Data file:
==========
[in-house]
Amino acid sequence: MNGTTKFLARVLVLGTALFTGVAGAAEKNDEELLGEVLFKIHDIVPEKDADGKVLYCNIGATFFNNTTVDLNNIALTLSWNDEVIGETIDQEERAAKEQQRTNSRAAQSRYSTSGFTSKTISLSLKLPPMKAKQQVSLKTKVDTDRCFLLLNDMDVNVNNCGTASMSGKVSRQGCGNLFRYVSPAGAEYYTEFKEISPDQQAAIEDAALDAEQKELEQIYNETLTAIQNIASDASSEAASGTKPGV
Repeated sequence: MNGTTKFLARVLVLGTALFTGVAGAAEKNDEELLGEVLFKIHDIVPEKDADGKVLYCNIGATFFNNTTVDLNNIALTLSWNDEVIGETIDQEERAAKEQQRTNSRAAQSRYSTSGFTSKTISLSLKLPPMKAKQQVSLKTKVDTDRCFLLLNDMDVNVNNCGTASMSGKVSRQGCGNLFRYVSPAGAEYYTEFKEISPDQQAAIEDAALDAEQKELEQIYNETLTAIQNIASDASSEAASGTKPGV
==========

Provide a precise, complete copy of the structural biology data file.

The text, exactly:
[in-house]
Amino acid sequence: MNGTTKFLARVLVLGTALFTGVAGAAEKNDEELLGEVLFKIHDIVPEKDADGKVLYCNIGATFFNNTTVDLNNIALTLSWNDEVIGETIDQEERAAKEQQRTNSRAAQSRYSTSGFTSKTISLSLKLPPMKAKQQVSLKTKVDTDRCFLLLNDMDVNVNNCGTASMSGKVSRQGCGNLFRYVSPAGAEYYTEFKEISPDQQAAIEDAALDAEQKELEQIYNETLTAIQNIASDASSEAASGTKPGV
Repeated sequence: MNGTTKFLARVLVLGTALFTGVAGAAEKNDEELLGEVLFKIHDIVPEKDADGKVLYCNIGATFFNNTTVDLNNIALTLSWNDEVIGETIDQEERAAKEQQRTNSRAAQSRYSTSGFTSKTISLSLKLPPMKAKQQVSLKTKVDTDRCFLLLNDMDVNVNNCGTASMSGKVSRQGCGNLFRYVSPAGAEYYTEFKEISPDQQAAIEDAALDAEQKELEQIYNETLTAIQNIASDASSEAASGTKPGV